An automotive parts manufacturer wants to better control the air compressors. They installed a system of permanent monitoring and discovered the following (a quote from the Maintenance Engineer) “You should see what the datalogging revealed … 73% of the time, the system was operating over 30kW/100cfm. For only 5% of the time below 25 kW. In that 73% time, the average was realistically at least 40 kW/100 cfm. Ouch!!!”
This company should be commended for actually measuring their system, very few do this. Once this efficiency problem is discovered, a strategy needs to be created to solve the poor efficiency problem. This system has three fixed speed compressors (1 x 150 hp and 2 x 100 hp) that are locally controlled, with poorly cascaded pressure switches combined with inlet modulation control (the least efficient way to control compressors).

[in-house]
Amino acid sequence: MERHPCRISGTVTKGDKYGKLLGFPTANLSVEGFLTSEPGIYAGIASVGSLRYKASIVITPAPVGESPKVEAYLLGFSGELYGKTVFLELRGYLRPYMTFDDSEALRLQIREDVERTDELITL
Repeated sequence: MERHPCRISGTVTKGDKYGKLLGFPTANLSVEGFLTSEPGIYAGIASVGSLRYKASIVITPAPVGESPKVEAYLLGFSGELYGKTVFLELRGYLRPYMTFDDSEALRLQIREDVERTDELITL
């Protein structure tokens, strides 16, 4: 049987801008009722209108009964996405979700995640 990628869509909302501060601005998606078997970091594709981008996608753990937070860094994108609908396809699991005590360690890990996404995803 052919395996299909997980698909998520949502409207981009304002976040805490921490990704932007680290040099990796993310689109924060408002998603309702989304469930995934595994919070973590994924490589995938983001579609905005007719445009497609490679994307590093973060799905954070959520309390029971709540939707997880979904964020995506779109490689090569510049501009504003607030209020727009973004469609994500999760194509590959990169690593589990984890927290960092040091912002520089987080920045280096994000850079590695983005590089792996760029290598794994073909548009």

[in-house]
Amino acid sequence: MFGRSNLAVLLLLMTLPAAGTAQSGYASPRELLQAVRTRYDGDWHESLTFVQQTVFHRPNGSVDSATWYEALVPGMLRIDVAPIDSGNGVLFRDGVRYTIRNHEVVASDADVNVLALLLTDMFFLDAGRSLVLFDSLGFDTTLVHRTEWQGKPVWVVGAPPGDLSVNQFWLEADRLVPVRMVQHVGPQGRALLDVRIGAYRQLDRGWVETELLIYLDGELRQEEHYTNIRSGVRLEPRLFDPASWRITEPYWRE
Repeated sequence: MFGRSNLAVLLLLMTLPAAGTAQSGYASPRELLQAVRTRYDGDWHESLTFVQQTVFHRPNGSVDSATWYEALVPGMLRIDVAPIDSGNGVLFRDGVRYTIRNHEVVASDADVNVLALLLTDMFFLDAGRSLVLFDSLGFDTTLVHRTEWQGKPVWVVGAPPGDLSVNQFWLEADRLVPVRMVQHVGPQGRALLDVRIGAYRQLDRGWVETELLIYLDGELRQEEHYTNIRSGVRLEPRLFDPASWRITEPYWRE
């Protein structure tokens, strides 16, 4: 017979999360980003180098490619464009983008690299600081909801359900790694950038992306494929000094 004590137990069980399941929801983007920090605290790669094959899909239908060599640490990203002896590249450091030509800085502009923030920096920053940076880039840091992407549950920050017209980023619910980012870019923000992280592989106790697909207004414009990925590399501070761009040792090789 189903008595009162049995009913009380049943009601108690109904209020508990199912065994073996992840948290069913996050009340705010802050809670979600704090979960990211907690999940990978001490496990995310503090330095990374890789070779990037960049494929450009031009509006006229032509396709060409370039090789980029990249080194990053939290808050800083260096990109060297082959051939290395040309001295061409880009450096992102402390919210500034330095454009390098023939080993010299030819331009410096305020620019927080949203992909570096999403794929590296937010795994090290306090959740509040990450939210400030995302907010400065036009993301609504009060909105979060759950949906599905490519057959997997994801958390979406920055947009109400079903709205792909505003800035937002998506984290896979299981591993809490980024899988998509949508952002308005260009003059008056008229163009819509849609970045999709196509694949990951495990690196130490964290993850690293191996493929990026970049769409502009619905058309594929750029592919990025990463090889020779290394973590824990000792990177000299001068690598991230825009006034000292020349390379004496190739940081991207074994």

The company would like to add a variable speed drive compressor. However, to avoid control gap, they need a 200-hp compressor (sizing rule states the VSD variable range must be equal to or larger than the capacity of the biggest fixed speed compressor). If they install this large VSD compressor, they have discovered it will run at minimum speed during light loads (evenings and weekends). Operation of VSD compressors at below minimum speed should be avoided.
They looked to a compressor sequencing control to solve their problem. Fortunately, many controllers are now available that have a type of internal control that will detect low system flow and swap in a smaller compressor to match the load should there be one available. Rather than using cascaded controls where the compressors operate in a set sequence order, implementing smart compressor control will provide much better flexibility and maximum savings.